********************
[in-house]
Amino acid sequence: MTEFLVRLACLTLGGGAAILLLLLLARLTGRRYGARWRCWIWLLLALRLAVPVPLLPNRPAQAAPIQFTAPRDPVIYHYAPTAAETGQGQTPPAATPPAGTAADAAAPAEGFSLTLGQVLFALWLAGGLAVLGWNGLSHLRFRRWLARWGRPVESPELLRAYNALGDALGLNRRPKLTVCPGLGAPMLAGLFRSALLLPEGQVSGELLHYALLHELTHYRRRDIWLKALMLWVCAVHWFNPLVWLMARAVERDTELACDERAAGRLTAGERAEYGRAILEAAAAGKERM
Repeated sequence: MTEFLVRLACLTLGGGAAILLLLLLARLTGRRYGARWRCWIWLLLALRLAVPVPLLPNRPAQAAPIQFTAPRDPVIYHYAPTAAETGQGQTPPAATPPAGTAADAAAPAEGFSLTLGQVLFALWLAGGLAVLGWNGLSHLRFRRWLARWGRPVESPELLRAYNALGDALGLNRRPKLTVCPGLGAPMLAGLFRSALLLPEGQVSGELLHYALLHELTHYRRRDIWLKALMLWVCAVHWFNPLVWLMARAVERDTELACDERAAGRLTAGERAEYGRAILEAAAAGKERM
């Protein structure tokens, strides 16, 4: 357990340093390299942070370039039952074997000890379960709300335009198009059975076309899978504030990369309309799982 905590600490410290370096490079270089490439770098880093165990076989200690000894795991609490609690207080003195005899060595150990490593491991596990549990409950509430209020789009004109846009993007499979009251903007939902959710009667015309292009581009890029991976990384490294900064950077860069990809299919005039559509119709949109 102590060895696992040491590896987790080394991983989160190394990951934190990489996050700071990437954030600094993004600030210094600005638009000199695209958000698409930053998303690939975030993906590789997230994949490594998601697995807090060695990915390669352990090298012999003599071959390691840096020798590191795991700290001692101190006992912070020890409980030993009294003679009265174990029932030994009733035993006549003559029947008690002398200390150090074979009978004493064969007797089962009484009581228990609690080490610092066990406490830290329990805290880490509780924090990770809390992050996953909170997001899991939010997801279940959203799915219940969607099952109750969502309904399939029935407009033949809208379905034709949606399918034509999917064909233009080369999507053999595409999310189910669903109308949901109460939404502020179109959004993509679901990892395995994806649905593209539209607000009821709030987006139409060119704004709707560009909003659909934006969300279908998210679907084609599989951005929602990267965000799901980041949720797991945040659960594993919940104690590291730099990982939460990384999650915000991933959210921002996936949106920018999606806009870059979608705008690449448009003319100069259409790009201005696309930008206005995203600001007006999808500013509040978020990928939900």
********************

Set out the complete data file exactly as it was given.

[in-house]
Amino acid sequence: MTEFLVRLACLTLGGGAAILLLLLLARLTGRRYGARWRCWIWLLLALRLAVPVPLLPNRPAQAAPIQFTAPRDPVIYHYAPTAAETGQGQTPPAATPPAGTAADAAAPAEGFSLTLGQVLFALWLAGGLAVLGWNGLSHLRFRRWLARWGRPVESPELLRAYNALGDALGLNRRPKLTVCPGLGAPMLAGLFRSALLLPEGQVSGELLHYALLHELTHYRRRDIWLKALMLWVCAVHWFNPLVWLMARAVERDTELACDERAAGRLTAGERAEYGRAILEAAAAGKERM
Repeated sequence: MTEFLVRLACLTLGGGAAILLLLLLARLTGRRYGARWRCWIWLLLALRLAVPVPLLPNRPAQAAPIQFTAPRDPVIYHYAPTAAETGQGQTPPAATPPAGTAADAAAPAEGFSLTLGQVLFALWLAGGLAVLGWNGLSHLRFRRWLARWGRPVESPELLRAYNALGDALGLNRRPKLTVCPGLGAPMLAGLFRSALLLPEGQVSGELLHYALLHELTHYRRRDIWLKALMLWVCAVHWFNPLVWLMARAVERDTELACDERAAGRLTAGERAEYGRAILEAAAAGKERM
């Protein structure tokens, strides 16, 4: 357990340093390299942070370039039952074997000890379960709300335009198009059975076309899978504030990369309309799982 905590600490410290370096490079270089490439770098880093165990076989200690000894795991609490609690207080003195005899060595150990490593491991596990549990409950509430209020789009004109846009993007499979009251903007939902959710009667015309292009581009890029991976990384490294900064950077860069990809299919005039559509119709949109 102590060895696992040491590896987790080394991983989160190394990951934190990489996050700071990437954030600094993004600030210094600005638009000199695209958000698409930053998303690939975030993906590789997230994949490594998601697995807090060695990915390669352990090298012999003599071959390691840096020798590191795991700290001692101190006992912070020890409980030993009294003679009265174990029932030994009733035993006549003559029947008690002398200390150090074979009978004493064969007797089962009484009581228990609690080490610092066990406490830290329990805290880490509780924090990770809390992050996953909170997001899991939010997801279940959203799915219940969607099952109750969502309904399939029935407009033949809208379905034709949606399918034509999917064909233009080369999507053999595409999310189910669903109308949901109460939404502020179109959004993509679901990892395995994806649905593209539209607000009821709030987006139409060119704004709707560009909003659909934006969300279908998210679907084609599989951005929602990267965000799901980041949720797991945040659960594993919940104690590291730099990982939460990384999650915000991933959210921002996936949106920018999606806009870059979608705008690449448009003319100069259409790009201005696309930008206005995203600001007006999808500013509040978020990928939900």